Over the last seven years we have seen a steady increase in the percentage of EOW claims that affect other rooms such as airing cupboards, conservatories, lofts, utility rooms etc. In 2018 21.02% of EOW claims affected other rooms, compared to just 13.28% in 2012. This reflects the changing room structure of homes as more people have utility rooms, put washing machines in their garages or have boilers and water tanks in their lofts.
The percentage of EOW claims for other rooms has remained relatively stable over the seven years.
Average cost per room
Most of the increase in indemnity spend arises in kitchens (53% from 2012 to 2018) and bathrooms (49% from 2012 to 2018). The cost for all other rooms has increased in line with inflation.
In all rooms we are seeing significant increases in flooring costs in absolute terms and as a percentage of the overall claim value. Since 2012 flooring costs have increased from 12.3% of the claim value to 17.1% in 2017.
Partly this is due to more expensive flooring such as solid wood floors and ceramic tiles, but our experience tells us that it is also down to the way insurers handle claims in relation to matching items.
The data on kitchens and bathrooms, along with our experience, shows that more expensive flooring, kitchens and appliances are not the only reason for the increase in EOW claim values. We are also seeing a change in behaviour by insurers.
More flooring now runs between rooms with no thresholds or other breaks to delineate the rooms, more walls in bathrooms and kitchens are completely tiled from floor to ceiling and there are more fully fitted kitchens. With increased focus on the customer journey, pressure from the FCA and higher customer expectations, insurers are making greater contributions towards matching items even when the customer does not have a matching items clause in their insurance policy.
We have two real life examples:
Matching kitchen doors
During a recent claim we recommended replacing two kitchen unit doors at a cost pf £94 for labour and materials. However, the insurer agreed to make a 50% contribution to matching items at a cost to the insurer of £446 – 4.75 times the original scoped cost. The customer did not have a matching items clause in their insurance policy.
In another recent claim we scoped for the replacement of 1.33 square metres of blown tiles at a cost of £95.14. To replace all of the tiles would have cost the insurer almost £500 – 5 times the scoped cost.
Contributions towards matching items are made in 9% of EOW claims. However, in cases where a contribution is made the costs of the matching items represent 30% of the overall cost of the claim. These claims have higher than average claim costs and the average contribution across these claims by the insurer was £1,763.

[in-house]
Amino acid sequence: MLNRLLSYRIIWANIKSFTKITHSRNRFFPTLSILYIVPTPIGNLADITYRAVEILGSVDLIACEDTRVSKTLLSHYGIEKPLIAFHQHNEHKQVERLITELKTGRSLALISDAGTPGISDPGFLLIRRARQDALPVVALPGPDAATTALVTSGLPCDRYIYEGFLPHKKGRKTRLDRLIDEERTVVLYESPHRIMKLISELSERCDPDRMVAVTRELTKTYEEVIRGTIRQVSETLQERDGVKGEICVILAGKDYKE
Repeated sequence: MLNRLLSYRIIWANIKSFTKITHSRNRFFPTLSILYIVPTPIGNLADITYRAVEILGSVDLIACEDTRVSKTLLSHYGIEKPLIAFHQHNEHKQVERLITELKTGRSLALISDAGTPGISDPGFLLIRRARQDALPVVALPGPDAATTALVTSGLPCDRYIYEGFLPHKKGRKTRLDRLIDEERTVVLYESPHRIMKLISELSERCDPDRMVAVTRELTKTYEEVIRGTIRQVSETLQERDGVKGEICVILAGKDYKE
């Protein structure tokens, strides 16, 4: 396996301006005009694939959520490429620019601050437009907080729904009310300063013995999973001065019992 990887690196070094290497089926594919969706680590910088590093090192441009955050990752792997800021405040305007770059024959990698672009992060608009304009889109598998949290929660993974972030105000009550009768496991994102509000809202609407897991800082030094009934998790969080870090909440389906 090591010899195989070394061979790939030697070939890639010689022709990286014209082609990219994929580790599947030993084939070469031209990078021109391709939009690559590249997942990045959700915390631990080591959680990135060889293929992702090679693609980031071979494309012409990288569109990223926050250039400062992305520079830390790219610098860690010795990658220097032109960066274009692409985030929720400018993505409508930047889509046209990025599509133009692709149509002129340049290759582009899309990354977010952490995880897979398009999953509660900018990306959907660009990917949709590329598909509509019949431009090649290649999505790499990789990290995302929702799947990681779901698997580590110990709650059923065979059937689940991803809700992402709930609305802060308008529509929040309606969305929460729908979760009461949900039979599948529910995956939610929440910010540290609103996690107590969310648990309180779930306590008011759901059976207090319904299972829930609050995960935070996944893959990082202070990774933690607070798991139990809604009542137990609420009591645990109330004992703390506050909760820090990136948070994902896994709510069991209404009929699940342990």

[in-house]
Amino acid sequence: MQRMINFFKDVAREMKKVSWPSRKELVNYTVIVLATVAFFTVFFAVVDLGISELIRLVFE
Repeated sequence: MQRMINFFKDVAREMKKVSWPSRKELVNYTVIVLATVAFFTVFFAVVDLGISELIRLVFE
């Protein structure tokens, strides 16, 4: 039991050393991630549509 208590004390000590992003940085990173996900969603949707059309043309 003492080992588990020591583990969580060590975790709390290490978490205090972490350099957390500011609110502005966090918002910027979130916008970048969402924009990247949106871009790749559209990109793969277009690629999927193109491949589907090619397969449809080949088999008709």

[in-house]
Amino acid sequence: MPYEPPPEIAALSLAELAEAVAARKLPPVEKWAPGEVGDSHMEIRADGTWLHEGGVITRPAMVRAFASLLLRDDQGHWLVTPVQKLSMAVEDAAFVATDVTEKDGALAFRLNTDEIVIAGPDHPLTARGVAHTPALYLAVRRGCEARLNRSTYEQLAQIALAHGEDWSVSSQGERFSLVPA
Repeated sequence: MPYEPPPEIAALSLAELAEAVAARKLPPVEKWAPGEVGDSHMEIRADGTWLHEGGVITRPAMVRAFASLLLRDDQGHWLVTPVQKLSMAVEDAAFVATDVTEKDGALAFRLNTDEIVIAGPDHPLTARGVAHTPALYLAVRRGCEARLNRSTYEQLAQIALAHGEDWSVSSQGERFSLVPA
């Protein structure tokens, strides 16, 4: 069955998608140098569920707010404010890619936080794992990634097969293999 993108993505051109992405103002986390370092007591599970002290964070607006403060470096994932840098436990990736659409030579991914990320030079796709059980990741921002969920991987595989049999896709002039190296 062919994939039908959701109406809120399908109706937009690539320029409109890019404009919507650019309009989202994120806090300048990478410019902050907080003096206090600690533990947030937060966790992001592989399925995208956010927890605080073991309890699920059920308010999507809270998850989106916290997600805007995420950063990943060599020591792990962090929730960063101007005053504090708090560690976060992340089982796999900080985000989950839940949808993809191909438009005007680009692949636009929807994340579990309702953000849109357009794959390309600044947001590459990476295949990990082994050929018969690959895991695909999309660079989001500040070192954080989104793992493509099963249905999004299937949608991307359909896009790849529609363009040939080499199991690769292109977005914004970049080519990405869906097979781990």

45% of matching item contributions arise in the bathroom (mainly tiling) and 35% of matching item contributions arise in the kitchen (units and tiling). Overall, 40% of matching items are for tiling and 20% are for kitchen units. Another 15% of contributions are made towar
ds flooring finishes.
These results correlate with the largest increases in costs that we have been seen over the entire claims portfolio.
Source of leaks by room
Over the last 6 years most leaks (50%) have started in the bathroom and 20% started in the kitchen. 7% of EOW claims start in the loft and around 3% start in the lounge/living room and 3% start in the airing cupboard.
Severity of leaks by room
Interestingly, the claims costs tend to be reasonably modest for bathrooms – other rooms are more likely to see higher claim costs.
The table above shows the relative severity, and hence indemnity cost, of leaks originating in the different rooms of a house. Bathrooms are the benchmark at 100.
The most severe claims start in the living room, but the frequency is very low at just 0.26%. Typically EOW claims in the lounge are due to leaks from central heating systems that can go undetected for a while and can cause severe damage to flooring and contents. Reinstatement works in living rooms and lounges tend to cause more collateral damage as well, so the reinstatement costs increase.
Only 0.13% of leaks come from cloakrooms but as these usually involve contaminated water the severity is 40% higher than a general bathroom leak.
Kitchen leaks create more severe and costly claims than bathroom leaks – 11% more. As 20% of EOW leaks come from kitchens we have investigated the source and severity of these claims in more detail below.
Lofts are creating increasingly severe EOW claims as more boilers and hot water tanks are being located in the loft. 7% of all EOW claims originate in the loft and cause extensive damage to the floors below. This suggests that underwriting questions should be directed towards understanding where boilers and hot water tanks are held in the home.
Overall bathrooms and kitchens are clearly the main source of EOW claim indemnity spend due to their frequency and severity. So we have looked at these rooms in more detail and our findings are set out below.
28% of leaks in the bathroom come from pipes and another 21% come from showers. These findings support the view that modern plumbing fittings are the cause of many EOW claims. The WC accounts for 16% and the bath 13%. Sinks cause 8% of bathroom claims and seals another 7%.
The table above shows the relative severity, and hence indemnity cost, of leaks originating in the bathroom. Pipes are the benchmark at 100.
The most severe leaks are caused by underfloor heating and hot water cylinders but their frequency is low at 0.77% and 0.26% respectively.
Leaks from the WC are 25% more severe than leaks from pipes, and as they account for 16% of EOW claims in the bathroom they have a significant impact on indemnity spend.
21% of leaks come from showers but their severity is low compared to pipes and WCs. So their impact on indemnity spend is not as significant as the frequency figures would suggest.